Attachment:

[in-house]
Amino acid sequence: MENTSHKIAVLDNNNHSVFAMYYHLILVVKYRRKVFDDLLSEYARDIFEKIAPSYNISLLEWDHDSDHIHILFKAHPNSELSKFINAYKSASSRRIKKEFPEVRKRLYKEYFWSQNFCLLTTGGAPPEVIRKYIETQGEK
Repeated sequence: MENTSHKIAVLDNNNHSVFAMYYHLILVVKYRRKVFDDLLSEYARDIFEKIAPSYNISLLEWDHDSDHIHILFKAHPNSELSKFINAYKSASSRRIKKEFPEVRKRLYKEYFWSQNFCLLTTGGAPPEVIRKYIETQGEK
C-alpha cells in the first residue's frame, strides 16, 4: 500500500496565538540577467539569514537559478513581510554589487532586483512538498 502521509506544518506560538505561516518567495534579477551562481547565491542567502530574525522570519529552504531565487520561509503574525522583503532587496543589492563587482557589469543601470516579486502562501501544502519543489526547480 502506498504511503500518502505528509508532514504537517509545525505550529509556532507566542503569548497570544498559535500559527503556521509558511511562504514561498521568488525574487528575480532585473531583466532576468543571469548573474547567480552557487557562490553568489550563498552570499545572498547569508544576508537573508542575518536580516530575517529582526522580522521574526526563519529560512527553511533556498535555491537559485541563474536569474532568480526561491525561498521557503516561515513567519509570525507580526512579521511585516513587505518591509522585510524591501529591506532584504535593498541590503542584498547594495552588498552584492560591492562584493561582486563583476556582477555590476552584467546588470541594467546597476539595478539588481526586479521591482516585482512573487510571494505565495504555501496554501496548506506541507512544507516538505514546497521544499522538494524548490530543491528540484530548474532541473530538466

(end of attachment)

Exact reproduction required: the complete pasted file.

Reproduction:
[in-house]
Amino acid sequence: MENTSHKIAVLDNNNHSVFAMYYHLILVVKYRRKVFDDLLSEYARDIFEKIAPSYNISLLEWDHDSDHIHILFKAHPNSELSKFINAYKSASSRRIKKEFPEVRKRLYKEYFWSQNFCLLTTGGAPPEVIRKYIETQGEK
Repeated sequence: MENTSHKIAVLDNNNHSVFAMYYHLILVVKYRRKVFDDLLSEYARDIFEKIAPSYNISLLEWDHDSDHIHILFKAHPNSELSKFINAYKSASSRRIKKEFPEVRKRLYKEYFWSQNFCLLTTGGAPPEVIRKYIETQGEK
C-alpha cells in the first residue's frame, strides 16, 4: 500500500496565538540577467539569514537559478513581510554589487532586483512538498 502521509506544518506560538505561516518567495534579477551562481547565491542567502530574525522570519529552504531565487520561509503574525522583503532587496543589492563587482557589469543601470516579486502562501501544502519543489526547480 502506498504511503500518502505528509508532514504537517509545525505550529509556532507566542503569548497570544498559535500559527503556521509558511511562504514561498521568488525574487528575480532585473531583466532576468543571469548573474547567480552557487557562490553568489550563498552570499545572498547569508544576508537573508542575518536580516530575517529582526522580522521574526526563519529560512527553511533556498535555491537559485541563474536569474532568480526561491525561498521557503516561515513567519509570525507580526512579521511585516513587505518591509522585510524591501529591506532584504535593498541590503542584498547594495552588498552584492560591492562584493561582486563583476556582477555590476552584467546588470541594467546597476539595478539588481526586479521591482516585482512573487510571494505565495504555501496554501496548506506541507512544507516538505514546497521544499522538494524548490530543491528540484530548474532541473530538466